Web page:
China: Tibetan tour guide dies from prison injuries

Sentenced to 21 years for providing information to foreign media.

Chinese authorities should account for the death of a Tibetan tour guide serving a 21-year sentence for reporting protests in his native region seven years ago, Human Rights Watch said today.

Kunchok Jinpa, 51, died in a hospital in Lhasa in the Tibetan Autonomous Region on February 6, 2021, less than three months after being transferred there from prison without his family’s knowledge. Local sources said he had suffered a brain hemorrhage and was paralyzed.

“Kunchok Jinpa’s death is yet another grim case of a wrongfully imprisoned Tibetan dying from mistreatment,” said Sophie Richardson, China director at Human Rights Watch. “Chinese authorities responsible for arbitrary detention, torture or ill-treatment, and the death of people in their custody should be held accountable.”

There had been no news of Kunchok Jinpa’s whereabouts since his detention in 2013. New information indicates that the authorities detained Kunchok Jinpa on November 8, 2013, providing his family no information on his whereabouts, and later convicted him of leaking state secrets for passing information to foreign media about local environmental and other protests in his region.

His 21-year sentence is unparalleled for such an offense, and no information about his trial or conviction had been publicly available outside China until now.

The authorities moved him from a prison – believed to be the regional prison at Nyetang [Ch.: Nidang], near Lhasa – to a hospital in that city in November 2020. His family learned on January 29 that he was to undergo emergency treatment. Several then went to give blood at the hospital, but were unable to see him. He died in the hospital on February 6.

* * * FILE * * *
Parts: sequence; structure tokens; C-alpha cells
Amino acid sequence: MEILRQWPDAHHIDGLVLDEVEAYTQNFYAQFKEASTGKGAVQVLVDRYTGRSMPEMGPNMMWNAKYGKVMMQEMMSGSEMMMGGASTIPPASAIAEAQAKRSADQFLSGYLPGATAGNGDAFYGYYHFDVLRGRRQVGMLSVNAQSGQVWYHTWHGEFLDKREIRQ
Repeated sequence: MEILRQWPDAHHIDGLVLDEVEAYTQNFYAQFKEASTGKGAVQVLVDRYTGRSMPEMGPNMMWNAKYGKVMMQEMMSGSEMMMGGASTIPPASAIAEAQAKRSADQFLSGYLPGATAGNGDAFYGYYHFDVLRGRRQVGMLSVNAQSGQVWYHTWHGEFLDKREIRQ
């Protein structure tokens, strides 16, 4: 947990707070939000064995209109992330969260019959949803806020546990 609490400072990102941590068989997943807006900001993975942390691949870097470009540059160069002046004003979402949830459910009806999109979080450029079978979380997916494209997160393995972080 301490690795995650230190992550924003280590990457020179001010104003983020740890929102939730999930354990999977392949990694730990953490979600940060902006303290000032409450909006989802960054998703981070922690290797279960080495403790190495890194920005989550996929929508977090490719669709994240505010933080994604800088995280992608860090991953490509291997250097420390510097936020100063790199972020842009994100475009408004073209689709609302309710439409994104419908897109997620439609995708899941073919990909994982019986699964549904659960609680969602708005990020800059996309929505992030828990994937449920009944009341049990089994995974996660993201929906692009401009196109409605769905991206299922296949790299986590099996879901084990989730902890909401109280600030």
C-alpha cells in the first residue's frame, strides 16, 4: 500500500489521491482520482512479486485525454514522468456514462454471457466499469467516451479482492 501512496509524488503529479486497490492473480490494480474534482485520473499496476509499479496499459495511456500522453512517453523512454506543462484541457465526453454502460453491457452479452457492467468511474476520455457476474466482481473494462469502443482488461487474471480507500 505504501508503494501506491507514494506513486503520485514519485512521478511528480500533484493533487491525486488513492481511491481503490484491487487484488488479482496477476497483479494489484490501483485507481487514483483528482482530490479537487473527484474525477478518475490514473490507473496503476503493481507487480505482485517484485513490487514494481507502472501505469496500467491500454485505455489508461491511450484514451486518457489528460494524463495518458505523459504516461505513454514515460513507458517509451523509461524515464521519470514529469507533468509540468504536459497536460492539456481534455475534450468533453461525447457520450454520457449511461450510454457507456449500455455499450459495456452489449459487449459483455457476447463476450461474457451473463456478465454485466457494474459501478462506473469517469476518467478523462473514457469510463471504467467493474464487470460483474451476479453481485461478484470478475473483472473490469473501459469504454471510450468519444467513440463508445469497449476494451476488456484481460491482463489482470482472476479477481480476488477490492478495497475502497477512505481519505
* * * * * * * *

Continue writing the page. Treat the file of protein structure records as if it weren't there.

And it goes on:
Kunchok Jinpa was a resident of Village No. 5 in Chaktse (Ch: Qiaze) township in Driru, a county in Nagchu prefecture (now municipality), about 300 kilometers north of Lhasa, the regional capital.

He was one among reportedly hundreds of Tibetans from Driru detained after a series of peaceful protests in October 2013 against official demands that villagers fly Chinese flags from every house.

He is believed to have provided information via social media or directly to Tibetan media outside China about a protest in May 2013 against planned mining on a sacred mountain, Naklha Dzamba, together with the names of those detained for involvement in the protest.

People from his area, now in exile, reported that in his final communication on his WeChat micro-blogging account in April 2013, he wrote: “I am now at the bank of a river. There are many people behind me watching me, and I am sure to be arrested. Even if they arrest me, I am not afraid, even if they kill me, I have no regrets. But from now on, I will not be able to give reports. If there is no word from me, that means I have been arrested.”

United Nations standards adopted by the UN General Assembly set out that all death-in-custody cases should be subjected to “prompt, impartial and effective investigations into the circumstances and causes” of the death.

As the UN special rapporteur on extrajudicial, summary, or arbitrary executions has noted, since there is a presumption of state responsibility due to the custodial setting, and the government’s obligation to ensure and respect the right to life, the government has to affirmatively provide evidence to rebut the presumption of state responsibility. Absent proof that it is not responsible, the government has an obligation to provide reparations to the family of the deceased.

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